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Linux users today are scrambling to patch a critical flaw in the core glibc open-source library that could be exposing systems to a remote code execution risk. The glibc vulnerability is identified as CVE-2015-7547 and is titled, "getaddrinfo stack-based buffer overflow."
A zero-day vulnerability is reported against Linux and Android, but the real risk lies in known issues that users have not yet patched.
Some vulnerabilities have a bigger impact that others, and not every flaw that a researcher claims is critical represents an immediate risk to users.
There are so many reasons to use a Linux-based operating system. Most often, people tell me that they switched because of a dissatisfaction with Microsoft's Windows. The second most common reason people tell me that they use Linux is for security -- a lack of malware. While operating systems such as Ubuntu, Fedora and Debian are rock solid, no operating system is impervious to viruses or trojans. The moment you feel 100 percent safe, you have effectively let your guard down.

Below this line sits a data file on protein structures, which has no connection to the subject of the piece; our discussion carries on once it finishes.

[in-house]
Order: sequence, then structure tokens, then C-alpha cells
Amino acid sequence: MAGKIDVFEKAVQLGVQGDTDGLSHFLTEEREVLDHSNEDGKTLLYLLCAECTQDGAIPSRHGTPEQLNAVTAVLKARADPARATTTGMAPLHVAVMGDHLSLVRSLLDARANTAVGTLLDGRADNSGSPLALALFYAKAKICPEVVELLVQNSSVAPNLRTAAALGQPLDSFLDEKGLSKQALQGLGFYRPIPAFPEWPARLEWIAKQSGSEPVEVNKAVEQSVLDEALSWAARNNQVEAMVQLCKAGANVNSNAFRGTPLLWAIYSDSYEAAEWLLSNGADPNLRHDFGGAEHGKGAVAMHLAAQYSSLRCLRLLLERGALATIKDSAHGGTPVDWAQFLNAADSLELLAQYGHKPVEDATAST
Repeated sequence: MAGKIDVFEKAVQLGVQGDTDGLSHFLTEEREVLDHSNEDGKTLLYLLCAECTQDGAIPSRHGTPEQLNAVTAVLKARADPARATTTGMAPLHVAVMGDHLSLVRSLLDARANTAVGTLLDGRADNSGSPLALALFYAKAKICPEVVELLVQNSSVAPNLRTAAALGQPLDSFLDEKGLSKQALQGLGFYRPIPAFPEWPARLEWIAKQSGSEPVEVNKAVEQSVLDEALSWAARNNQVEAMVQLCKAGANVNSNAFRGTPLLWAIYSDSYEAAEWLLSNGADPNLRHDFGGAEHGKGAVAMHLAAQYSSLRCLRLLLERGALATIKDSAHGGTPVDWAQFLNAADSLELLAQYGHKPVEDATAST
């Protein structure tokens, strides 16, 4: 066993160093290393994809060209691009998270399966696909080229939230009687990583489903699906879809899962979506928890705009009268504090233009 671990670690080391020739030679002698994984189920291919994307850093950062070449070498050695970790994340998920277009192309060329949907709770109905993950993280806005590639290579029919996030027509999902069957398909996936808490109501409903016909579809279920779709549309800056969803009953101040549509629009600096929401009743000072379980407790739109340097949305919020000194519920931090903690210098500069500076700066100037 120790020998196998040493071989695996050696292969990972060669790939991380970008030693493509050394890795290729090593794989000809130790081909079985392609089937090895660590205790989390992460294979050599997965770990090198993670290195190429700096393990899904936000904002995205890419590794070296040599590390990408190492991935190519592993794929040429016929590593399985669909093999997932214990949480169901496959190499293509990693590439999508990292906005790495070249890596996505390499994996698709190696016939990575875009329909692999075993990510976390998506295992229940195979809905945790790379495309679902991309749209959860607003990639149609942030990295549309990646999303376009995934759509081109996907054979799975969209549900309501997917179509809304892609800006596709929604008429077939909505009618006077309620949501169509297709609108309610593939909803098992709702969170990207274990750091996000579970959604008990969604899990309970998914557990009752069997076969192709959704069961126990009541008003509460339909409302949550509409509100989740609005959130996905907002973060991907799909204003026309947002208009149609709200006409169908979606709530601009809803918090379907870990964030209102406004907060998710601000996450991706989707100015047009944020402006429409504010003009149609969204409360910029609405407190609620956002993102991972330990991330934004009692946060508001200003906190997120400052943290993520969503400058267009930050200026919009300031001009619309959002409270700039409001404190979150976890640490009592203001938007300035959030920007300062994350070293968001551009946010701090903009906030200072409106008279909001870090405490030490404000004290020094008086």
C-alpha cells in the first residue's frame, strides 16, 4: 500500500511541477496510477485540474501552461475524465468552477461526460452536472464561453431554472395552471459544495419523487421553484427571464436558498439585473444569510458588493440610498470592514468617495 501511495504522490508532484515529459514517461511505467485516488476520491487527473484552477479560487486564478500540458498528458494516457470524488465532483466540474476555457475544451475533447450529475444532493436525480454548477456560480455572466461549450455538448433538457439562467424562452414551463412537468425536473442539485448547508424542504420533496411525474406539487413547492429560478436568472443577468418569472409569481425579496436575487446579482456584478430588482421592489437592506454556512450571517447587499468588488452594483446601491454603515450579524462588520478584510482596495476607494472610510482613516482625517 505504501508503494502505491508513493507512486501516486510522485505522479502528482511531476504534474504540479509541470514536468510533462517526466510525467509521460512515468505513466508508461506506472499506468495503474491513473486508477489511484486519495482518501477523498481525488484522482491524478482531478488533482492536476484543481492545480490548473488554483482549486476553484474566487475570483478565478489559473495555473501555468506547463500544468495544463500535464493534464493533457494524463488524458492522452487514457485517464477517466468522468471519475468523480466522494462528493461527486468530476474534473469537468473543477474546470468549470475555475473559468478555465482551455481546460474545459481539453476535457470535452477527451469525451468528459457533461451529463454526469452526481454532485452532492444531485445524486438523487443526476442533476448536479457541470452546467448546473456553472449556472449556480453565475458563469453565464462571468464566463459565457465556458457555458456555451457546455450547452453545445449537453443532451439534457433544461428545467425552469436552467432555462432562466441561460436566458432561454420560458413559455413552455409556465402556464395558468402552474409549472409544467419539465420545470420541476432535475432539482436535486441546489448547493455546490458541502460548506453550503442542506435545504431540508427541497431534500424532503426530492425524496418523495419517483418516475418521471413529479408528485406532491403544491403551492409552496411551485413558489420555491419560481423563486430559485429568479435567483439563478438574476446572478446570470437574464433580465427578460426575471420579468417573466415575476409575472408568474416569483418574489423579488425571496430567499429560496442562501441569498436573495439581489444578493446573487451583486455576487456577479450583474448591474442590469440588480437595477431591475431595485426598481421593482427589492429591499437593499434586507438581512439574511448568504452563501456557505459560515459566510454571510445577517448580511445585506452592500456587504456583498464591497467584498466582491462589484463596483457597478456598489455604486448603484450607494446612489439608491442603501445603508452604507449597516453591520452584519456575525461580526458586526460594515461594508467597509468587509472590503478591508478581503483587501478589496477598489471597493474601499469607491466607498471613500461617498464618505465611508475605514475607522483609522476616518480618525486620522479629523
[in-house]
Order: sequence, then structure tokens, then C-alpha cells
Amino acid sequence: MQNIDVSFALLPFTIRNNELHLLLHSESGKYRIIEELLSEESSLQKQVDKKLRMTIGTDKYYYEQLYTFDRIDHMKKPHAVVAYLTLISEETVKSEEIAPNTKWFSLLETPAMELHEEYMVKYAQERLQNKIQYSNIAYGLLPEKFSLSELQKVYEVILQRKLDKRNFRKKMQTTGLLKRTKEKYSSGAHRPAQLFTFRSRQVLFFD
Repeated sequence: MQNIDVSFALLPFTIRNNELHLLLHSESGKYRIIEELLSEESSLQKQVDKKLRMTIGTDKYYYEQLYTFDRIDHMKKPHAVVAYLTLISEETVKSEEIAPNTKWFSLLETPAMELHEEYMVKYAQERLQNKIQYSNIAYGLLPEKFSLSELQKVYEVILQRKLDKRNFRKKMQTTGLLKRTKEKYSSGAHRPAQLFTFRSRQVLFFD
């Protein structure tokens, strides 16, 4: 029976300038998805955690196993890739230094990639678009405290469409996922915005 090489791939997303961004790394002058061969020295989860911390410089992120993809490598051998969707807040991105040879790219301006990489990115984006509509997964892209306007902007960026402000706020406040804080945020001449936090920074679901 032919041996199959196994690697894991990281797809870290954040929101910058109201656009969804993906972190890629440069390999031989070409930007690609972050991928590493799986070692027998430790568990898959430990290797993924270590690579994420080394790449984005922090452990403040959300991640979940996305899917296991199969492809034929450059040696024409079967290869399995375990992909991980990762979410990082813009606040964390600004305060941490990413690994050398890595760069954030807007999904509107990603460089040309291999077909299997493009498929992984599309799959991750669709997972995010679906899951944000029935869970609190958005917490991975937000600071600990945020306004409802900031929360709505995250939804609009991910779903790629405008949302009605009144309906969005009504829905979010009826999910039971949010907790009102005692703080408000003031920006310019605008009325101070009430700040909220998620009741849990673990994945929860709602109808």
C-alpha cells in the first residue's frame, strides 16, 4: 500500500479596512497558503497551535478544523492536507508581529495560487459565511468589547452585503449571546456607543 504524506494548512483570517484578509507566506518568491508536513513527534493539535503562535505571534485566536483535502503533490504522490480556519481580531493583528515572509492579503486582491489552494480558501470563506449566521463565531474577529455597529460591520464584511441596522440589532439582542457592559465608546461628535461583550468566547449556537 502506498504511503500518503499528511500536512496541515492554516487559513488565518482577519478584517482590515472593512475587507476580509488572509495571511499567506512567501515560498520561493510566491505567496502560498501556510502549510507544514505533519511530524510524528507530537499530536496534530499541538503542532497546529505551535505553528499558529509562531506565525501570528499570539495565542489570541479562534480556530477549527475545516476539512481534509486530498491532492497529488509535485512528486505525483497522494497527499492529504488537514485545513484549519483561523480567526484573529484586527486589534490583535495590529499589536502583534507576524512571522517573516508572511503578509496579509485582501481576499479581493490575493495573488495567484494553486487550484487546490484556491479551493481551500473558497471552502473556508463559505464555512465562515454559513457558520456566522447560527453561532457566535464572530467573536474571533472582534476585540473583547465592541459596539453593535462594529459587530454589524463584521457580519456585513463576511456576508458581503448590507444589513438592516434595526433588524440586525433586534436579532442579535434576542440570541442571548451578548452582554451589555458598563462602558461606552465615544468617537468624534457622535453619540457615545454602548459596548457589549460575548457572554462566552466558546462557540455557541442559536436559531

As we reported a few days ago, Ian Murdock, the creator of the Debian GNU/Linux distribution project, died in rather unclear circumstances last week. Until more details emerge, it seems wise to refrain from speculation about what really happened. Far better to celebrate what is not in doubt: his important contribution to free software at a critical period in its growth.
Two releases ago, Fedora 21 introduced its namesake project's "Fedora Next" plan. The goal was simple—bring the massive, sprawling entity that is Fedora into some neatly organized categories that would clearly define the project's aims. And since Next launched, Fedora has been busy doing just that. The results are impressive, and it feels like the distro has found a renewed sense of purpose.